Photo: Cuban Officials Maintain US Contractor Alan Gross Still in "Normal" Health
The health of U.S. contractor Alan Gross, who is serving a 15-year sentence in Cuba for subversion, “continues to be normal,” the island’s Communist government said Wednesday, a day after the prisoner’s wife expressed concern about his well-being.
Gross regularly engages in “intense physical exercise,” the Cuban Foreign Ministry said in a statement.
“Cuba reiterates its willingness for dialogue with the United States Government to find a solution to the case of Mr. Gross and continues awaiting a response,” the statement added, noting that Cuban authorities enabled Judy Gross to visit her husband several times last week at a detention center in Havana.
“I am devastated by his appearance,” Judy Gross said in a statement released Tuesday after her return from Cuba.
She said her husband has lost 47.7 kilos (105 pounds) and has developed degenerative arthritis and a mass behind his right shoulder blade.
“While his spirit remains strong, I fear he is not going to survive this terrible ordeal,” Mrs. Gross said, pleading with Cuban President Raul Castro to “put an end to our anguish and let Alan come home.”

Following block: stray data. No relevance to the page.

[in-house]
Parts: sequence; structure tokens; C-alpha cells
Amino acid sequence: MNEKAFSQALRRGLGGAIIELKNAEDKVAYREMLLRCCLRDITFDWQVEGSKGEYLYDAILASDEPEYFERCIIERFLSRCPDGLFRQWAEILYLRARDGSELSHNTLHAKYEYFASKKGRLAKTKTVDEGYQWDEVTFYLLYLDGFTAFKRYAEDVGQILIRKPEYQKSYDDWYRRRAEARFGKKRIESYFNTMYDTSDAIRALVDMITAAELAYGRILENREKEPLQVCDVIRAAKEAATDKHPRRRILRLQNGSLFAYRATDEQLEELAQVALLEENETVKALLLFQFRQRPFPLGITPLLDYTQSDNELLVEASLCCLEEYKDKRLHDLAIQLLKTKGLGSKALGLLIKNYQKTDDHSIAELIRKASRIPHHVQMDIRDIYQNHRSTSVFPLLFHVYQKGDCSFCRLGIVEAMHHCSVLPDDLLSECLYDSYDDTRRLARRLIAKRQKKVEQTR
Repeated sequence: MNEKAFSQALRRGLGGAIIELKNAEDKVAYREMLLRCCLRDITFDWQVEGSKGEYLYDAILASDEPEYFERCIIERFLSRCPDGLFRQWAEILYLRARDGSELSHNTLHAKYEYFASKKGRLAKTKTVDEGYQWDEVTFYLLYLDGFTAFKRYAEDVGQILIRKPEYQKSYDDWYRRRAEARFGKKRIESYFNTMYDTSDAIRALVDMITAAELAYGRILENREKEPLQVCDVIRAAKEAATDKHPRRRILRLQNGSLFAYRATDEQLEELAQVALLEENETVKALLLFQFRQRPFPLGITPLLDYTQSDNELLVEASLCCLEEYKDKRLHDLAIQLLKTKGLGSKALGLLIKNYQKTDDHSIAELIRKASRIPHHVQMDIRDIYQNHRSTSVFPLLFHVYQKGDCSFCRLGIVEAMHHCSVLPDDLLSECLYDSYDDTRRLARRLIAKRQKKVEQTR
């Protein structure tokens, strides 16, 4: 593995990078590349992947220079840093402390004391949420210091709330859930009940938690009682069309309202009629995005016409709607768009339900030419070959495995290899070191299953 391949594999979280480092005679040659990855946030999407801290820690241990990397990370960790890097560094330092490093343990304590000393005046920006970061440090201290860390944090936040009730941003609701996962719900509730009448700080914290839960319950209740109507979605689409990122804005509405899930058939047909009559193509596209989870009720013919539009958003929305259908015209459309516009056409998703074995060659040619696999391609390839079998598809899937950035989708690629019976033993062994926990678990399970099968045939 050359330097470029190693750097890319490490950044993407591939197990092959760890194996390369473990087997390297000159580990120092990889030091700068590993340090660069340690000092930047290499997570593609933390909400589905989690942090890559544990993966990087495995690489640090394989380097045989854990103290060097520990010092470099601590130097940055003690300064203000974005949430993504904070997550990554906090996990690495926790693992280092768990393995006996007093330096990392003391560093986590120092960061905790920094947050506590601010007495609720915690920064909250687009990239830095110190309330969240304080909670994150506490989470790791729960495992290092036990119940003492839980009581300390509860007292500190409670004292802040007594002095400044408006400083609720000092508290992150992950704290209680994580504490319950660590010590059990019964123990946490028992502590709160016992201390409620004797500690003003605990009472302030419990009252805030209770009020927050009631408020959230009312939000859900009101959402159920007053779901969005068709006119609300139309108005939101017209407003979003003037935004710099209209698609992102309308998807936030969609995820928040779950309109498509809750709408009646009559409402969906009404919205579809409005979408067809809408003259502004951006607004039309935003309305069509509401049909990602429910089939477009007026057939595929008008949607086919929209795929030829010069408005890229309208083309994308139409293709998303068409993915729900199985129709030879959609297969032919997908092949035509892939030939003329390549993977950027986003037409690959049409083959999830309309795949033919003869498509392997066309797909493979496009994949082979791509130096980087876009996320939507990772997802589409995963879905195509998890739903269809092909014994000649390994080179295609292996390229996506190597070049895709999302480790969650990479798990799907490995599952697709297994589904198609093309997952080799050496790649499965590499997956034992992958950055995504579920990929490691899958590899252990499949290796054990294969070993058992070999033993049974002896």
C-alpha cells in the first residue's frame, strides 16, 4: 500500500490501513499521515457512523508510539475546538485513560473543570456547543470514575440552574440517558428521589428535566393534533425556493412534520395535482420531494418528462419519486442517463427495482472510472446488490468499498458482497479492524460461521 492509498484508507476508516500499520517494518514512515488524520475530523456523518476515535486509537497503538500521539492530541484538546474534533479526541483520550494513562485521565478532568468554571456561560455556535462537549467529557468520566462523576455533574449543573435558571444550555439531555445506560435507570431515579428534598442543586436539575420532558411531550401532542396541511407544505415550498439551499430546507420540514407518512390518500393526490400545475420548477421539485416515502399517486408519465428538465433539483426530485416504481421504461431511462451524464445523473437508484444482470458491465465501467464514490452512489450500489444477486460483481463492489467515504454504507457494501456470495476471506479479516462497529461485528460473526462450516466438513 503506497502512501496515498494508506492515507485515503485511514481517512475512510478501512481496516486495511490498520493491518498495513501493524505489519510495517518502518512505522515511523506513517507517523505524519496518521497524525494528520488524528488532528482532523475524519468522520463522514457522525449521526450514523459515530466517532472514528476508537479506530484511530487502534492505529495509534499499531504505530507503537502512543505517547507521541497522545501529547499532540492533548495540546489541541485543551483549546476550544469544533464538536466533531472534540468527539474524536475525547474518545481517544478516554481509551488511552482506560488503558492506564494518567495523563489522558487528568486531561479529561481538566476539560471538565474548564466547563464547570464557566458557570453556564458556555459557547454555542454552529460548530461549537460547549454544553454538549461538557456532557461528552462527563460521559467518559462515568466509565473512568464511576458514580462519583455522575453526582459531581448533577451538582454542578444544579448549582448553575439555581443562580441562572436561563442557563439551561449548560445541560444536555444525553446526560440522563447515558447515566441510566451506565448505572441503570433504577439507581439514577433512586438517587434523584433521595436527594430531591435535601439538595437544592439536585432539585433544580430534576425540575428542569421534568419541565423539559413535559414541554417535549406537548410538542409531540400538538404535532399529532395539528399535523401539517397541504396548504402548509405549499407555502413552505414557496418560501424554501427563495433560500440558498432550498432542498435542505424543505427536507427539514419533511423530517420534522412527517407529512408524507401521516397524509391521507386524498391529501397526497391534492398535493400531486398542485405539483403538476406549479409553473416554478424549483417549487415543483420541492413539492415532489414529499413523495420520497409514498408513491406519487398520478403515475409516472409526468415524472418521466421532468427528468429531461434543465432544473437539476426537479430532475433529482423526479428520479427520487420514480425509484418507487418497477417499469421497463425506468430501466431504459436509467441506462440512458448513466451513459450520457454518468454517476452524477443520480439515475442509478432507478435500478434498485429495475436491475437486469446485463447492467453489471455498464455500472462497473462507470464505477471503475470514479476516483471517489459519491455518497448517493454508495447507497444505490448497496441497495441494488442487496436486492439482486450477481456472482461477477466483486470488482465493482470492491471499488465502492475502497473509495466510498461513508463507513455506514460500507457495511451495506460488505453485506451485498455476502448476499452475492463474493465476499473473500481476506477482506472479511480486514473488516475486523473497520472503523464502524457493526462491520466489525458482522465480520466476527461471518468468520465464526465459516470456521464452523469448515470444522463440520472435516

Now 63, Gross was arrested in Havana on Dec. 3, 2009, in possession of satellite communications equipment he said he was planning to distribute among Cuba’s Jewish community.
Havana says he was illegally aiding dissidents and inciting subversion on the Communist-ruled island. Last August, Cuba’s highest court upheld the 15-year jail sentence imposed on Gross five months earlier.
Gross was in Cuba as an employee of a Maryland firm contracted by the U.S. Agency for International Development.
The U.S. government insists that Gross is innocent and demands his “immediate and unconditional” release.
Washington has dismissed suggestions that it trade five Cuban intelligence agents convicted of espionage in Florida more than a decade ago for the contractor.
Havana, which has publicly hinted it would be prepared to free Gross in exchange for the return of the “Cuban Five,” acknowledges the men were intelligence agents but says they were spying on Miami’s Cuban exile community, not the U.S. government.
The U.S. State Department has repeatedly asked Cuba to heed Gross’s request to visit his dying mother as a reciprocal measure after Washington allowed one of the Cuban Five - Rene Gonzalez, on probation in Florida after serving 13 years for espionage - to travel to the island in late March for a brief visit with his terminally ill brother.